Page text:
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HISTORY

Hannibal

Hannibal, the son of Hamilcar Barca, (247 BC – ca. 183 BC) was a Carthaginian military commander and tactician, later also working in other professions, who is popularly credited as one of the finest commanders in history. He lived during a period of tension in the Mediterranean, when Rome (then the Roman Republic) established its supremacy over other great powers such as Carthage, Macedon, Syracuse and the Seleucid empire. He is one of the best-known Carthaginian commanders. His most famous achievement was at the outbreak of the Second Punic War, when he marched an army, which included war elephants, from Iberia over the Pyrenees and the Alps into northern Italy.

During his invasion of Italy, he defeated the Romans in a series of battles, including those at Trebia, Trasimene and Cannae. After the Battle of Cannae, Capua, then the second largest city in the Roman Republic, defected from Rome and joined Hannibal. Hannibal lacked the siege equipment necessary to attack the heavily defended city of Rome.He maintained an army in Italy for more than a decade afterward, never losing a major engagement, but he was never able to push the war through to a conclusion. During that period, the Roman armies regrouped. A Roman counter-invasion of Africa forced him to return to Carthage, where he was defeated in the Battle of Zama. The defeat forced the Carthaginian Senate to send him into exile. During this exile, he lived at the Seleucid court, where he acted as military advisor to Antiochus III in his war against Rome. Defeated in a naval battle, Hannibal fled again, this time to the Bithynian court.

Hannibal is universally ranked as one of the greatest military commanders and tacticians in history. He was also called Hannibal the father of strategy

 

Sparta

The recorded history of Sparta began with the Dorian invasions, when the Peloponnesus was settled by Greek tribes coming from Epirus and Macedonia through the northeast region of Greece, submitting or displacing the older Achaean Greek inhabitants. The Mycenaean Sparta of Menelaus described in Homer's Iliad was an older Greek civilization, whose link to Hellenic or Classical Sparta was only by name and location. What is widely known today as ancient Sparta refers to state and culture that were formed in Sparta by the Dorian Greeks, some eighty years after the Trojan War.

It did not take long for Sparta to subdue all cities in the region of Laconia and turn it into its kingdom. In the 7th century it also incorporated Messenia. In the 5th century BC, Sparta and Athens were reluctant allies against the Persians, but after the foreign threat was over, they soon became rivals. The greatest series of conflicts between the two states, which resulted in the dismantling of the Athenian Empire, is called the Peloponnesian War. Athenian attempts to control Greece and take over the Spartan role of 'guardian of Hellenism' ended in failure. Following the defeat of Athens, Sparta briefly became a great naval power. The first ever defeat of a Spartan hoplite army at full strength occurred at the Battle of Leuctra in 371 BC, after which Sparta's position as the dominant Greek city-state swiftly disappeared with the loss of large numbers of Spartiates and the resources of Messenia. By the time of the rise of Alexander the Great in 336 BC, Sparta was a shadow of its former self, clinging to an isolated independence. During the Punic Wars Sparta was an ally of the Roman Republic. Spartan political independence was put to an end when it was eventually forced into the Achaean League.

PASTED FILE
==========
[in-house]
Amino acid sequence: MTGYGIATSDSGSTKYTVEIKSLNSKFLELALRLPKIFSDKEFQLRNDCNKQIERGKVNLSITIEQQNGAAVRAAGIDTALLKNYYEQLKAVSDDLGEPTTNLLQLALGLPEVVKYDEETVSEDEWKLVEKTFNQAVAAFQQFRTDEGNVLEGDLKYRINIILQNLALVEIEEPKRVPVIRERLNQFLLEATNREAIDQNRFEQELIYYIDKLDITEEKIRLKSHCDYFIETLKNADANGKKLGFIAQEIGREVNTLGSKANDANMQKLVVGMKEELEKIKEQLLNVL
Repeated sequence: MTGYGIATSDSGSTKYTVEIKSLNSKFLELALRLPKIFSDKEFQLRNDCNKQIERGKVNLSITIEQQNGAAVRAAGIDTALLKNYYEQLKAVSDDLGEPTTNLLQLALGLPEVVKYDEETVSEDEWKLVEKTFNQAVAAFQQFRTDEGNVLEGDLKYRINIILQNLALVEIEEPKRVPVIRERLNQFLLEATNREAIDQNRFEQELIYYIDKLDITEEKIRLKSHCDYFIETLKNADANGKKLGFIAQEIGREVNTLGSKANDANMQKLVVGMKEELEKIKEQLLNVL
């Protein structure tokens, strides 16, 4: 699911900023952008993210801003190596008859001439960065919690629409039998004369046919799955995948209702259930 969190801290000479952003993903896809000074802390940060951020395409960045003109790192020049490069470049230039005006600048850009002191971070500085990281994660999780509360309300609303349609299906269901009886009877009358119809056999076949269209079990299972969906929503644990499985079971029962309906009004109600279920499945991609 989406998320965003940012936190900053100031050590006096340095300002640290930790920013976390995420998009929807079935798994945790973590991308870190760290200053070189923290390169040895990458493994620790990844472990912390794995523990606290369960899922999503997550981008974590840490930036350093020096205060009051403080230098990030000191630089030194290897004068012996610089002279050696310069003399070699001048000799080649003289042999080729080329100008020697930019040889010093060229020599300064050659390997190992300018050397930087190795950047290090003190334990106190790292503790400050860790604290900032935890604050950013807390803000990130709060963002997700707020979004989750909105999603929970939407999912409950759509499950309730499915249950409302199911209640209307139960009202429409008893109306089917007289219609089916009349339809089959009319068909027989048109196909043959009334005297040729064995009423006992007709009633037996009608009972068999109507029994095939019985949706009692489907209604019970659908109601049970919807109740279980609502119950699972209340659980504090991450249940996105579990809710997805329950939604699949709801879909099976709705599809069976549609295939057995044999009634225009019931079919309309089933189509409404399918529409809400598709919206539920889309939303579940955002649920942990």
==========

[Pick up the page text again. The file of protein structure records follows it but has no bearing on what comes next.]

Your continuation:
After the Roman conquest of Greece, Spartans continued their way of life and the city became a tourist attraction for the Roman elite who came to observe the "unusual" Spartan customs. Supposedly, following the disaster that befell the Roman Imperial Army at the Battle of Adrianople (AD 378), a Spartan phalanx met and defeated a force of raiding Visigoths in battle. There is, however, no genuine evidence of this occurring.

 

Alexander the great

Alexander the Great (July 20, 356 BC–June 10, 323 BC), known as Alexander III, was an Ancient Greek king of Macedon (336–323 BC). He was one of the most successful military commanders in history, and was undefeated in battle. By his death, he conquered most of the world known to the ancient Greeks.

Following the unification of the multiple city-states of ancient Greece under the rule of his father, Philip II of Macedon (a labour Alexander had to repeat twice because the southern Greeks rebelled after Philip's death), Alexander conquered the Persian Empire, including Anatolia, Syria, Phoenicia, Judea, Gaza, Egypt, Bactria and Mesopotamia and extended the boundaries of his own empire as far as the borders of Punjab. Before his death, Alexander had already made plans to also turn west and conquer Europe. He also wanted to continue his march eastwards in order to find the end of the world, since his boyhood tutor Aristotle told him tales about where the land ends and the Great Outer Sea begins. Alexander integrated foreigners into his army, leading some scholars to credit him with a "policy of fusion." He encouraged marriage between his army and foreigners, and practiced it himself. After twelve years of constant military campaigning, Alexander died, possibly of malaria, West Nile virus, typhoid, viral encephalitis or the consequences of heavy drinking.

His conquests ushered in centuries of Greek settlement and cultural influence over distant areas, a period known as the Hellenistic Age, a combination of Greek and Middle Eastern culture. Alexander himself lived on in the history and myth of both Greek and non-Greek cultures.

 

 

 
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